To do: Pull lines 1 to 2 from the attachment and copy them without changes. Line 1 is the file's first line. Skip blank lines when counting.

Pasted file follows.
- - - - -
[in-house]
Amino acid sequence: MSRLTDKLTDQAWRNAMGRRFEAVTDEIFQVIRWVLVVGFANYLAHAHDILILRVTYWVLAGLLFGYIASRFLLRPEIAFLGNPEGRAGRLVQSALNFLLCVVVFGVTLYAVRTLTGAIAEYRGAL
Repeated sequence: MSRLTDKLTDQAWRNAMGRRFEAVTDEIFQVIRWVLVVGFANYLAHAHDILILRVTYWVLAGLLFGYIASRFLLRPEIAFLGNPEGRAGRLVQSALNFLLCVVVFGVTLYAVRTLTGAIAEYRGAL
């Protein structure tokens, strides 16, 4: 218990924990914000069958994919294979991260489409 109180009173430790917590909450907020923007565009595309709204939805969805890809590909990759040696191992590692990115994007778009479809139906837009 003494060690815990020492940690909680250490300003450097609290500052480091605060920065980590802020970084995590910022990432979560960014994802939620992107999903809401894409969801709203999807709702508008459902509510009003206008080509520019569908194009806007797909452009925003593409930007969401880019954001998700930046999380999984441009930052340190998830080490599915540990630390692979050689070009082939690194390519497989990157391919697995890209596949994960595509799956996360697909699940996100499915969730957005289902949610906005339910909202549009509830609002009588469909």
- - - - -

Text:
[in-house]
Amino acid sequence: MSRLTDKLTDQAWRNAMGRRFEAVTDEIFQVIRWVLVVGFANYLAHAHDILILRVTYWVLAGLLFGYIASRFLLRPEIAFLGNPEGRAGRLVQSALNFLLCVVVFGVTLYAVRTLTGAIAEYRGAL